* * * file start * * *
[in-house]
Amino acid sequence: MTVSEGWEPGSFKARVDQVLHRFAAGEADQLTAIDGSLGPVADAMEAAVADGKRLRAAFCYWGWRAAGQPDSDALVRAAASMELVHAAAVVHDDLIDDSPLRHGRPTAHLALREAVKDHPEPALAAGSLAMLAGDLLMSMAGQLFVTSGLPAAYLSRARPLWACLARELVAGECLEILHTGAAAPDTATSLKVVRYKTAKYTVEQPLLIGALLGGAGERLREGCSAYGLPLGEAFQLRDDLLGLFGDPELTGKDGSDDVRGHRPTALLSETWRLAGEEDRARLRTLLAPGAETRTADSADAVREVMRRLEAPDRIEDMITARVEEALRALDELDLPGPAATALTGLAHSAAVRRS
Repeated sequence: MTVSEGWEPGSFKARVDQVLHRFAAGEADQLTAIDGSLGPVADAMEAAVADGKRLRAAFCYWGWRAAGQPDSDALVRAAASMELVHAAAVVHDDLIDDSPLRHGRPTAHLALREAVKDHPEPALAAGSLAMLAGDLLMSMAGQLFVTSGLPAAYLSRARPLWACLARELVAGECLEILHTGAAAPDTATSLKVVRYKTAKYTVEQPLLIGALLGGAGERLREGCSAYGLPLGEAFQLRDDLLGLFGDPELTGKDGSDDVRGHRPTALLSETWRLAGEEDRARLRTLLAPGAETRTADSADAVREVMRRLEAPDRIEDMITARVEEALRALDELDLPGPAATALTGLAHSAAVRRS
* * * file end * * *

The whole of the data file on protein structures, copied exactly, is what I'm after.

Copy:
[in-house]
Amino acid sequence: MTVSEGWEPGSFKARVDQVLHRFAAGEADQLTAIDGSLGPVADAMEAAVADGKRLRAAFCYWGWRAAGQPDSDALVRAAASMELVHAAAVVHDDLIDDSPLRHGRPTAHLALREAVKDHPEPALAAGSLAMLAGDLLMSMAGQLFVTSGLPAAYLSRARPLWACLARELVAGECLEILHTGAAAPDTATSLKVVRYKTAKYTVEQPLLIGALLGGAGERLREGCSAYGLPLGEAFQLRDDLLGLFGDPELTGKDGSDDVRGHRPTALLSETWRLAGEEDRARLRTLLAPGAETRTADSADAVREVMRRLEAPDRIEDMITARVEEALRALDELDLPGPAATALTGLAHSAAVRRS
Repeated sequence: MTVSEGWEPGSFKARVDQVLHRFAAGEADQLTAIDGSLGPVADAMEAAVADGKRLRAAFCYWGWRAAGQPDSDALVRAAASMELVHAAAVVHDDLIDDSPLRHGRPTAHLALREAVKDHPEPALAAGSLAMLAGDLLMSMAGQLFVTSGLPAAYLSRARPLWACLARELVAGECLEILHTGAAAPDTATSLKVVRYKTAKYTVEQPLLIGALLGGAGERLREGCSAYGLPLGEAFQLRDDLLGLFGDPELTGKDGSDDVRGHRPTALLSETWRLAGEEDRARLRTLLAPGAETRTADSADAVREVMRRLEAPDRIEDMITARVEEALRALDELDLPGPAATALTGLAHSAAVRRS